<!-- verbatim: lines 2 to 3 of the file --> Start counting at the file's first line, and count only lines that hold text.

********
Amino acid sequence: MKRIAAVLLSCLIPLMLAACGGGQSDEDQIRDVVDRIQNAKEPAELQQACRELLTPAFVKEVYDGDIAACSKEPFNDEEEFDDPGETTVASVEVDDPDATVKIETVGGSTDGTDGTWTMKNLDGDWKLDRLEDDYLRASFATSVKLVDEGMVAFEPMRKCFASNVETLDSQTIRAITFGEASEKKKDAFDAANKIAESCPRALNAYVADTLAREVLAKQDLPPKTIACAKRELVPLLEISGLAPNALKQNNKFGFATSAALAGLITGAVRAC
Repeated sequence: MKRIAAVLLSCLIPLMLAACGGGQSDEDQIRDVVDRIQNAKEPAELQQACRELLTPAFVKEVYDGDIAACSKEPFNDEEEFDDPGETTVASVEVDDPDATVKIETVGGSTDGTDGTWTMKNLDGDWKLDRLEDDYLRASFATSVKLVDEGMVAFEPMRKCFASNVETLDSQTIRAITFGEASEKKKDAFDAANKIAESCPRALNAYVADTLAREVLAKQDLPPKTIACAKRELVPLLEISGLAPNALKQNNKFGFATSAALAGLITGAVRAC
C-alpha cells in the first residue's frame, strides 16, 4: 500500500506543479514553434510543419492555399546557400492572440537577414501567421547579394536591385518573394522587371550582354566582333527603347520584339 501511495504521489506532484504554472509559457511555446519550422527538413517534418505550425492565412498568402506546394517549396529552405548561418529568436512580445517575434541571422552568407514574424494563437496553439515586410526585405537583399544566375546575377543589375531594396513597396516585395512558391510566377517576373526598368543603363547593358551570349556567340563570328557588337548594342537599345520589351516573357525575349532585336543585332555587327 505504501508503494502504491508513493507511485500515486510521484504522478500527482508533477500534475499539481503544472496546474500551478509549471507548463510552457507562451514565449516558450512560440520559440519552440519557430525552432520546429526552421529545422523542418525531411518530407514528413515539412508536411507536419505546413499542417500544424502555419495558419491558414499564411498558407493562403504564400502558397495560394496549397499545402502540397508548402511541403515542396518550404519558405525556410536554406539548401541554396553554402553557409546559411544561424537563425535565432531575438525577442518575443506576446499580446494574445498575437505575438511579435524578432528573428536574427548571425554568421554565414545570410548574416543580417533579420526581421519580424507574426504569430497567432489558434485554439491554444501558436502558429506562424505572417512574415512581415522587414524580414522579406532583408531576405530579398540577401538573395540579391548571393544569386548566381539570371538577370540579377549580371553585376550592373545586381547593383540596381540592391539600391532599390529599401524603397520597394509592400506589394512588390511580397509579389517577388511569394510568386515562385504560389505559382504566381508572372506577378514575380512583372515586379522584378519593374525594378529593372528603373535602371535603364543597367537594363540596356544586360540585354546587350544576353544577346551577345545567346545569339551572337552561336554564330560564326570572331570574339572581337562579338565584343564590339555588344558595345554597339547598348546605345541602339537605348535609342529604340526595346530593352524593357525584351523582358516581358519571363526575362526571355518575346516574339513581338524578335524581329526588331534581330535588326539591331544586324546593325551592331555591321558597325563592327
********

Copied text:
Repeated sequence: MKRIAAVLLSCLIPLMLAACGGGQSDEDQIRDVVDRIQNAKEPAELQQACRELLTPAFVKEVYDGDIAACSKEPFNDEEEFDDPGETTVASVEVDDPDATVKIETVGGSTDGTDGTWTMKNLDGDWKLDRLEDDYLRASFATSVKLVDEGMVAFEPMRKCFASNVETLDSQTIRAITFGEASEKKKDAFDAANKIAESCPRALNAYVADTLAREVLAKQDLPPKTIACAKRELVPLLEISGLAPNALKQNNKFGFATSAALAGLITGAVRAC
C-alpha cells in the first residue's frame, strides 16, 4: 500500500506543479514553434510543419492555399546557400492572440537577414501567421547579394536591385518573394522587371550582354566582333527603347520584339 501511495504521489506532484504554472509559457511555446519550422527538413517534418505550425492565412498568402506546394517549396529552405548561418529568436512580445517575434541571422552568407514574424494563437496553439515586410526585405537583399544566375546575377543589375531594396513597396516585395512558391510566377517576373526598368543603363547593358551570349556567340563570328557588337548594342537599345520589351516573357525575349532585336543585332555587327 505504501508503494502504491508513493507511485500515486510521484504522478500527482508533477500534475499539481503544472496546474500551478509549471507548463510552457507562451514565449516558450512560440520559440519552440519557430525552432520546429526552421529545422523542418525531411518530407514528413515539412508536411507536419505546413499542417500544424502555419495558419491558414499564411498558407493562403504564400502558397495560394496549397499545402502540397508548402511541403515542396518550404519558405525556410536554406539548401541554396553554402553557409546559411544561424537563425535565432531575438525577442518575443506576446499580446494574445498575437505575438511579435524578432528573428536574427548571425554568421554565414545570410548574416543580417533579420526581421519580424507574426504569430497567432489558434485554439491554444501558436502558429506562424505572417512574415512581415522587414524580414522579406532583408531576405530579398540577401538573395540579391548571393544569386548566381539570371538577370540579377549580371553585376550592373545586381547593383540596381540592391539600391532599390529599401524603397520597394509592400506589394512588390511580397509579389517577388511569394510568386515562385504560389505559382504566381508572372506577378514575380512583372515586379522584378519593374525594378529593372528603373535602371535603364543597367537594363540596356544586360540585354546587350544576353544577346551577345545567346545569339551572337552561336554564330560564326570572331570574339572581337562579338565584343564590339555588344558595345554597339547598348546605345541602339537605348535609342529604340526595346530593352524593357525584351523582358516581358519571363526575362526571355518575346516574339513581338524578335524581329526588331534581330535588326539591331544586324546593325551592331555591321558597325563592327